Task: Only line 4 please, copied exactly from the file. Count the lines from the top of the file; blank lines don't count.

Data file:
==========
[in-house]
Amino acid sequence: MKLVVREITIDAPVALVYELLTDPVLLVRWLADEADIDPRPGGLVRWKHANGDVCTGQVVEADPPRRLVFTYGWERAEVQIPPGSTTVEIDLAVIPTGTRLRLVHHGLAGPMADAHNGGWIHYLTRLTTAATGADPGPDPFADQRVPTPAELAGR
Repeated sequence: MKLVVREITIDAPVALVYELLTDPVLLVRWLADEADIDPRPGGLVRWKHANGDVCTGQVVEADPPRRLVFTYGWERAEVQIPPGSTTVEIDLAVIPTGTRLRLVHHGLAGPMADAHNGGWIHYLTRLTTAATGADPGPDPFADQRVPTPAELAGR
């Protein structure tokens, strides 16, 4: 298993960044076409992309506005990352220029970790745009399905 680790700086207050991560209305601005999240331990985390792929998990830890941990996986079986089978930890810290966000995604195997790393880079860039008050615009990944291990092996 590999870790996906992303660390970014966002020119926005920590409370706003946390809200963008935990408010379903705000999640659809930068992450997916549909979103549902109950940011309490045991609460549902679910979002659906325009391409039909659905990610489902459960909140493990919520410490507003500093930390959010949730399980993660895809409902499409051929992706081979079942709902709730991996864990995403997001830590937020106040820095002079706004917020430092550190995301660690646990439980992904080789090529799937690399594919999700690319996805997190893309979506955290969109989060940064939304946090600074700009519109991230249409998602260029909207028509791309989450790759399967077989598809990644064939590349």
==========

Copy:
């Protein structure tokens, strides 16, 4: 298993960044076409992309506005990352220029970790745009399905 680790700086207050991560209305601005999240331990985390792929998990830890941990996986079986089978930890810290966000995604195997790393880079860039008050615009990944291990092996 590999870790996906992303660390970014966002020119926005920590409370706003946390809200963008935990408010379903705000999640659809930068992450997916549909979103549902109950940011309490045991609460549902679910979002659906325009391409039909659905990610489902459960909140493990919520410490507003500093930390959010949730399980993660895809409902499409051929992706081979079942709902709730991996864990995403997001830590937020106040820095002079706004917020430092550190995301660690646990439980992904080789090529799937690399594919999700690319996805997190893309979506955290969109989060940064939304946090600074700009519109991230249409998602260029909207028509791309989450790759399967077989598809990644064939590349």